AANA crackdown: Unrealistic body images banned from advertising

Lindsay Bennett
By Lindsay Bennett | 23 November 2018
Influencers are being used by brands like Flat Tummy Tea

Advertising can not portray unrealistic body images under new provisions introduced by the Australian Association of National Advertisers' (AANA) Code of Ethics.

Under the updated code, advertising and marketing communication will be unable to include body shapes or features that are "unrealistic or unattainable" through healthy practices.

With more advertisers increasingly using models and influencers on social media, the AANA said the update serves as a timely reminder to ensure advertising is not associated with portrayals of body images that could be harmful to viewers.

For example, an unrealistic ideal body image may occur where the overall theme, visuals or language used in the advertisement imply that a particular body shape is required to use the product or service.

“We know from our Advertising Sentiment Index research that body image in advertising is a community concern and the AANA is committed to ensuring that advertising does not exacerbate the problem, by setting a standard that advertising must not promote an unrealistic body image,” the AANA director of policy and regulatory affairs Simone Brandon said.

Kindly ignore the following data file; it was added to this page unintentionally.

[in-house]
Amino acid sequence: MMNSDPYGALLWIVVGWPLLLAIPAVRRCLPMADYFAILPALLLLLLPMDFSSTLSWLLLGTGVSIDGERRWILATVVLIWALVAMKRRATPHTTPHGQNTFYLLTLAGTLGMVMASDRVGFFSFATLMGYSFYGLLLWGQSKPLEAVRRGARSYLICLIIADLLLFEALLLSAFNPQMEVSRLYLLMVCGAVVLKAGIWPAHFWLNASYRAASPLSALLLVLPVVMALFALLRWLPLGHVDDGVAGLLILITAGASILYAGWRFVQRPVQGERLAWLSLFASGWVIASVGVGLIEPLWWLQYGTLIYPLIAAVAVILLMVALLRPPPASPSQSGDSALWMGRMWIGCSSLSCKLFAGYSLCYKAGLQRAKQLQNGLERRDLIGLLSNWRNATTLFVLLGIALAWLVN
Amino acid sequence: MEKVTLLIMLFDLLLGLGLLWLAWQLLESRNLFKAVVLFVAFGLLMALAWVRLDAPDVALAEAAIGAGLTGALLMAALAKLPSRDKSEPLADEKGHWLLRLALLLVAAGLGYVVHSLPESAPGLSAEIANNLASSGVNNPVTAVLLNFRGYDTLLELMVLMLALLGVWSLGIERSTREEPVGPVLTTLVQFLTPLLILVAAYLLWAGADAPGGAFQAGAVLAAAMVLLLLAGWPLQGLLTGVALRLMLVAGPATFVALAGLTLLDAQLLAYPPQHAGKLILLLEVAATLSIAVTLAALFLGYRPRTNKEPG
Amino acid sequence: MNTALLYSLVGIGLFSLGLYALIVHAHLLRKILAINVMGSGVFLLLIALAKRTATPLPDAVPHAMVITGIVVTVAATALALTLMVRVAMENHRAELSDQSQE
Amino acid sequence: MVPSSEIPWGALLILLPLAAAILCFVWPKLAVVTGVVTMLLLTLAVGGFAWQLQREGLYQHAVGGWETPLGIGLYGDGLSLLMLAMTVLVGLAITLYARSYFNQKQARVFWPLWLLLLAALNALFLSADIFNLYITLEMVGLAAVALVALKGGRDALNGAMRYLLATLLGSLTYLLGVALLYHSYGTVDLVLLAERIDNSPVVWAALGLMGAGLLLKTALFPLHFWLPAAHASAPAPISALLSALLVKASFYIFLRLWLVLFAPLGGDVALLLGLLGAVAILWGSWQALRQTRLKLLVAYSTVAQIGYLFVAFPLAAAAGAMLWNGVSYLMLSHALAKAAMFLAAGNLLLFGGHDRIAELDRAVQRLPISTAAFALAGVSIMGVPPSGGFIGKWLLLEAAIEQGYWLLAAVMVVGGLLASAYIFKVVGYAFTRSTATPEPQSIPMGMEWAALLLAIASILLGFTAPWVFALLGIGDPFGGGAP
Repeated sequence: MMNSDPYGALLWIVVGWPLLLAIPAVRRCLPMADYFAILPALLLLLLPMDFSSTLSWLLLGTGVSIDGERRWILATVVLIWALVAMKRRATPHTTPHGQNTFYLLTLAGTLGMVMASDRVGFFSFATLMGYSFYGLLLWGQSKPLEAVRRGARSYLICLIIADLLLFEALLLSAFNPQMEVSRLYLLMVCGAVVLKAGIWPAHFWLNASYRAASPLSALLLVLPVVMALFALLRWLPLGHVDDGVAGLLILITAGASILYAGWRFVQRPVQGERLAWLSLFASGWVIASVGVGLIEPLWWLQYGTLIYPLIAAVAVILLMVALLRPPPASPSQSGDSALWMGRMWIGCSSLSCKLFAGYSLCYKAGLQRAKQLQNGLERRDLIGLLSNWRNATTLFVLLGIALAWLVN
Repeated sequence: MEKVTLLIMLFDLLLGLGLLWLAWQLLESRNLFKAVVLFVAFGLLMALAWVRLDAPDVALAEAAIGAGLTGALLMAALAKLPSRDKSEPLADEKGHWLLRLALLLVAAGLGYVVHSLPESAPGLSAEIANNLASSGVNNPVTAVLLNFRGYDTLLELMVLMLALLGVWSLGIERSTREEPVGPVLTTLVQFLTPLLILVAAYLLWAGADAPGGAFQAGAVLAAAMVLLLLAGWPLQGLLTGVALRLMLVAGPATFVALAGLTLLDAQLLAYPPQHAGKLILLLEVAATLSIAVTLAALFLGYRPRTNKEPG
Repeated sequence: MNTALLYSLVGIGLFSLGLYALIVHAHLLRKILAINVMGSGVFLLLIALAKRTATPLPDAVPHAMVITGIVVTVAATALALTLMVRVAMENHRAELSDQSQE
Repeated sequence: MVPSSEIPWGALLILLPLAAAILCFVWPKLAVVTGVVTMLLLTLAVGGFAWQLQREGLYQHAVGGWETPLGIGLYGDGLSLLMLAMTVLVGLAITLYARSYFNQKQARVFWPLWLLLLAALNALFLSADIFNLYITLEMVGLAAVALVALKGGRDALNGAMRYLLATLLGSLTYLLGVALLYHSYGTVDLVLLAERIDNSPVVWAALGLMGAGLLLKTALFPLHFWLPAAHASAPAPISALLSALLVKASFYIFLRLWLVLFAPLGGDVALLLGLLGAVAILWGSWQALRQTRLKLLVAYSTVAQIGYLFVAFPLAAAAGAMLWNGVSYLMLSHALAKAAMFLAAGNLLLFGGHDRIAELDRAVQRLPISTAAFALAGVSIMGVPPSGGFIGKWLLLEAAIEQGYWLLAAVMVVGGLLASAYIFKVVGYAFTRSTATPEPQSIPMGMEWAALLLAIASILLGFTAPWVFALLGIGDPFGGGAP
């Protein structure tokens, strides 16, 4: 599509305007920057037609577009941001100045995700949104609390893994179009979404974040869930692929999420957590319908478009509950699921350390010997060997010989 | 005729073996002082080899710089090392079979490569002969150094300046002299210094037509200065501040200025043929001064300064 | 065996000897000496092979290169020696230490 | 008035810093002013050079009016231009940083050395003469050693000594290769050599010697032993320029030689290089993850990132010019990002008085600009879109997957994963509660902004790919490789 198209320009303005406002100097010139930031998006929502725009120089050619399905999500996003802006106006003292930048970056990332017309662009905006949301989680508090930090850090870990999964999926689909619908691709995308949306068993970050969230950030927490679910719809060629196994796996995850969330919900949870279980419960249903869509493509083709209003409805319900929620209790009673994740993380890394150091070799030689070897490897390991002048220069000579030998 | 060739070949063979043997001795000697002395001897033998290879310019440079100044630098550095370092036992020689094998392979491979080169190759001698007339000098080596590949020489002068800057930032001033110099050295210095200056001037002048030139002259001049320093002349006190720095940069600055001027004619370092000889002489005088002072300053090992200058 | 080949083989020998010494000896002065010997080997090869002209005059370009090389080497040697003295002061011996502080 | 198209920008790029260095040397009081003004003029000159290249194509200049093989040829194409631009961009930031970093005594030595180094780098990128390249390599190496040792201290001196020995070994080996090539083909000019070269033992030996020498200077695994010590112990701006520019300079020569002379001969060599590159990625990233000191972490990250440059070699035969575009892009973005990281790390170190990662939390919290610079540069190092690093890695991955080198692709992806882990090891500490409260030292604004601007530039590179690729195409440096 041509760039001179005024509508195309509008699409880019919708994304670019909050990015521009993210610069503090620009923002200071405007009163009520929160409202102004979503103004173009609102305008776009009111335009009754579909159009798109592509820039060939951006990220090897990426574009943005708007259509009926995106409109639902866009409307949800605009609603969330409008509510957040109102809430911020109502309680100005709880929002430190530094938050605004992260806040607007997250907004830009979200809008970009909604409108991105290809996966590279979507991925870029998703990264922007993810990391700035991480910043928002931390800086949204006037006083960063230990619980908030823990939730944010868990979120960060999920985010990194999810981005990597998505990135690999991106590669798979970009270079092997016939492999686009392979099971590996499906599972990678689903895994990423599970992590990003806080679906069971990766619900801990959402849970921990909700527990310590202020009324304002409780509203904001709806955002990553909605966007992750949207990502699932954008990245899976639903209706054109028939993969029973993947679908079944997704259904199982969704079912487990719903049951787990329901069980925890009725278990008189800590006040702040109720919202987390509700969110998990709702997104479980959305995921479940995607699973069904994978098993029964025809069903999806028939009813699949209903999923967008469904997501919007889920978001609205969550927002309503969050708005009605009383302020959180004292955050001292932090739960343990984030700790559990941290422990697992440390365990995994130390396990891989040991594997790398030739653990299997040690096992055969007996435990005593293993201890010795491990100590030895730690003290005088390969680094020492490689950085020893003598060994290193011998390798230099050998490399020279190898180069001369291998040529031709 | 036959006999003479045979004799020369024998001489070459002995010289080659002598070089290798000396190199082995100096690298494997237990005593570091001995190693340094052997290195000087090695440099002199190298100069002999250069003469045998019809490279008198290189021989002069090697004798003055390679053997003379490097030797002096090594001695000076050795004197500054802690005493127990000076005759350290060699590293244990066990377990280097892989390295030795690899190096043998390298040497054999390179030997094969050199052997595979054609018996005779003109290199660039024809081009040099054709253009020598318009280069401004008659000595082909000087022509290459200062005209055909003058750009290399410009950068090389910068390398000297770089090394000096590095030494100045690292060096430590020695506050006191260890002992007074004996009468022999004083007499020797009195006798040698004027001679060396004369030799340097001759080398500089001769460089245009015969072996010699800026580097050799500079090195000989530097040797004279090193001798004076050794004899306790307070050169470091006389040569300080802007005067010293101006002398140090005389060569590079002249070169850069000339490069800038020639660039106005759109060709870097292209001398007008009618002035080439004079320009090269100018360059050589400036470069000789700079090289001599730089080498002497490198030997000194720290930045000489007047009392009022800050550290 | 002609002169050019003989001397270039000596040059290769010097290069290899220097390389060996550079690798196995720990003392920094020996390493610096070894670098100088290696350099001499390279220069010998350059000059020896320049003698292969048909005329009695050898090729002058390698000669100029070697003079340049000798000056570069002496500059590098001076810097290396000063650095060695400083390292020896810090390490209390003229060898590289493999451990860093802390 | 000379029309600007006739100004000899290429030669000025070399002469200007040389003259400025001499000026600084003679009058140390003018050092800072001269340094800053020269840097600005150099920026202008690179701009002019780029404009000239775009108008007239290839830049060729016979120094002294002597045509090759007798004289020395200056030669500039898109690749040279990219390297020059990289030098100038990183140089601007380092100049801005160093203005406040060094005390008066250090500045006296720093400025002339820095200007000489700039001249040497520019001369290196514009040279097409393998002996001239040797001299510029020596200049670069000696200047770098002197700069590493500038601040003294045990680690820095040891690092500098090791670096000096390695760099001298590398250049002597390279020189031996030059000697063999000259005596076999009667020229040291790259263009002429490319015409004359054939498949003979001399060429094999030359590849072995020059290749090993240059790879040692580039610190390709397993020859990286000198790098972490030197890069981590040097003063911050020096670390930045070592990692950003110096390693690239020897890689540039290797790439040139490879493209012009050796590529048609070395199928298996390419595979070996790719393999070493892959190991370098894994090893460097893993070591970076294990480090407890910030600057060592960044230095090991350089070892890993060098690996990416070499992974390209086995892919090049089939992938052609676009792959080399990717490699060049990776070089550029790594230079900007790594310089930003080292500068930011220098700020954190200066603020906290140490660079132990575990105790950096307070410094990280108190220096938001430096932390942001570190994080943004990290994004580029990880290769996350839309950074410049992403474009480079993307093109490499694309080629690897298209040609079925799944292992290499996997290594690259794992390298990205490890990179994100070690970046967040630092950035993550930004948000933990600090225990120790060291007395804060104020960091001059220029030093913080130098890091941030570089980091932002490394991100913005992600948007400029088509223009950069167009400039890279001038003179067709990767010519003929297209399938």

pia 2An example of influencer marketing

The Butterfly Foundation welcomed the new guidance, adding that advertisers have a moral and social responsibility to educate themselves and be diverse in their portrayal of body shapes and sizes.

"Over-representation in popular culture, of which advertising is a part, of so called ‘ideal’ bodies can trigger body dissatisfaction and translate into dangerous behaviours and in some cases, eating disorders,” Butterfly Foundation CEO Christine Morgan said.

The AANA said that the Code does not prohibit advertisers from including a diversity of images, including people who have a variety of sizes and shapes.

“However, advertisers should take care to not present an unrealistic body image as a shape to conform or aspire to,” Brandon said. 

Earlier this year, the AANA cracked down on the use of sex appeal in a way that is exploitative or degrading. Both code updates act to help advertisers have a positive impact in terms of representing and promoting positive body image in society.

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